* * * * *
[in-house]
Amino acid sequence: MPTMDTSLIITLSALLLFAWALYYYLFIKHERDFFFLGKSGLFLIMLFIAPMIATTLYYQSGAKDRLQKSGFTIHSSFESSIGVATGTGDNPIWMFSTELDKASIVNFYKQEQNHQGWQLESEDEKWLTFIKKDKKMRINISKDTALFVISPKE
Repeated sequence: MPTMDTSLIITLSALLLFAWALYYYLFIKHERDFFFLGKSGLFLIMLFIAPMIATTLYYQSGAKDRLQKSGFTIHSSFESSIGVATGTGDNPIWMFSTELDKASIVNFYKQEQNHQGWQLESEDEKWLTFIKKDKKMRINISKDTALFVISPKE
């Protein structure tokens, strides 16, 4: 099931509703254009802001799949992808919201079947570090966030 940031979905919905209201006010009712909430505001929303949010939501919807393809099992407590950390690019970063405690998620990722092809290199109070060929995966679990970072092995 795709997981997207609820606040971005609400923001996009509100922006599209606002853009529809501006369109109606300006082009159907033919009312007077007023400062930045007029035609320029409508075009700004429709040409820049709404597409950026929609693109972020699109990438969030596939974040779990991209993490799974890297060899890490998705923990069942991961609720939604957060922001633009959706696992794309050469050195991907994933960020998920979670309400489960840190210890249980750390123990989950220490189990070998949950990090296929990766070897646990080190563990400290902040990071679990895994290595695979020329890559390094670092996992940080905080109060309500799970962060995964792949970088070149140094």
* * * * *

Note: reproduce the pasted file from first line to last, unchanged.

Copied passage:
[in-house]
Amino acid sequence: MPTMDTSLIITLSALLLFAWALYYYLFIKHERDFFFLGKSGLFLIMLFIAPMIATTLYYQSGAKDRLQKSGFTIHSSFESSIGVATGTGDNPIWMFSTELDKASIVNFYKQEQNHQGWQLESEDEKWLTFIKKDKKMRINISKDTALFVISPKE
Repeated sequence: MPTMDTSLIITLSALLLFAWALYYYLFIKHERDFFFLGKSGLFLIMLFIAPMIATTLYYQSGAKDRLQKSGFTIHSSFESSIGVATGTGDNPIWMFSTELDKASIVNFYKQEQNHQGWQLESEDEKWLTFIKKDKKMRINISKDTALFVISPKE
């Protein structure tokens, strides 16, 4: 099931509703254009802001799949992808919201079947570090966030 940031979905919905209201006010009712909430505001929303949010939501919807393809099992407590950390690019970063405690998620990722092809290199109070060929995966679990970072092995 795709997981997207609820606040971005609400923001996009509100922006599209606002853009529809501006369109109606300006082009159907033919009312007077007023400062930045007029035609320029409508075009700004429709040409820049709404597409950026929609693109972020699109990438969030596939974040779990991209993490799974890297060899890490998705923990069942991961609720939604957060922001633009959706696992794309050469050195991907994933960020998920979670309400489960840190210890249980750390123990989950220490189990070998949950990090296929990766070897646990080190563990400290902040990071679990895994290595695979020329890559390094670092996992940080905080109060309500799970962060995964792949970088070149140094």